This was a first for me at the marsh... actually getting a shot of a Song Sparrow. I've heard them dozens of times, and often seen them flitting about in the reeds, but had never been able to get a shot of one until today. Not only are they a smart looking bird, they have a beautiful song and they love to sing.

Too bad I didn't notice the cattail behind it when I took the shot. I could have moved left a touch and had a much better result.

I haven't been able to find out if this is aggressive behaviour or something else. It looks aggressive but this was between an isolated pair (so I assume a male & a female) and they were both doing it. Maybe it's like the nod-swimming that Mallards do.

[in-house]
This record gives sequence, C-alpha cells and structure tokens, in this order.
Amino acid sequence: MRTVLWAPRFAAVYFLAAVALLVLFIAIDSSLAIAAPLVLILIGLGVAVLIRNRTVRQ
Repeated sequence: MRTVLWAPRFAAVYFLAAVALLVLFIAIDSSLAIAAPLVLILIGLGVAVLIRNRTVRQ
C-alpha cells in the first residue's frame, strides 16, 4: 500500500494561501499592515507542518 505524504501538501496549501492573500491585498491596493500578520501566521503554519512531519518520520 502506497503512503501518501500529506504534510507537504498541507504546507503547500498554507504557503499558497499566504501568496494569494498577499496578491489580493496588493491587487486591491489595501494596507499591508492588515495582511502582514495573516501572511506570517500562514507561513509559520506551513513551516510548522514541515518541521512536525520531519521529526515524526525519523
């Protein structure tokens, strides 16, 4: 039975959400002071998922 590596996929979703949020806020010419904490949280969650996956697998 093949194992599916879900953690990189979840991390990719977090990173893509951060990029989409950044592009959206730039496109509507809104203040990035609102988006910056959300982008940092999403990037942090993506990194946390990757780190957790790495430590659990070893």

American Coots... another name I like.

I walked the berm to the lake shore. These Dogwoods lining the creek added a nice splash of color.

Lake Ontario... I'm still a little awe-struck when I think how large it is. I checked the stats on it again today (I never seem to remember) and it's 193 miles long and 53 miles wide at its widest point.

When you think that it would take over 3 hours of non-stop driving at 60 mph to drive the length of it, it gives you a better feel for just how big it is. And Lake Ontario is the smallest of the Great Lakes.

A lake has to be pretty big before you have surf. Do you like the sound of surf? I recorded a 20-second video of it-- handheld, so it's not as good as it should be. This link will take you to it. It's on my YouTube account.

This is looking south towards the U.S. About 30 miles and you'll be in New York state.

A nice contrast... Dogwood and a Willow tree.

My first Wooly Bear of the year. It was on the berm.

This is what the Wooly Bear will become... a Tiger Moth.

 The Tiger Moth image is from Wikipedia.

I thought this was incredible: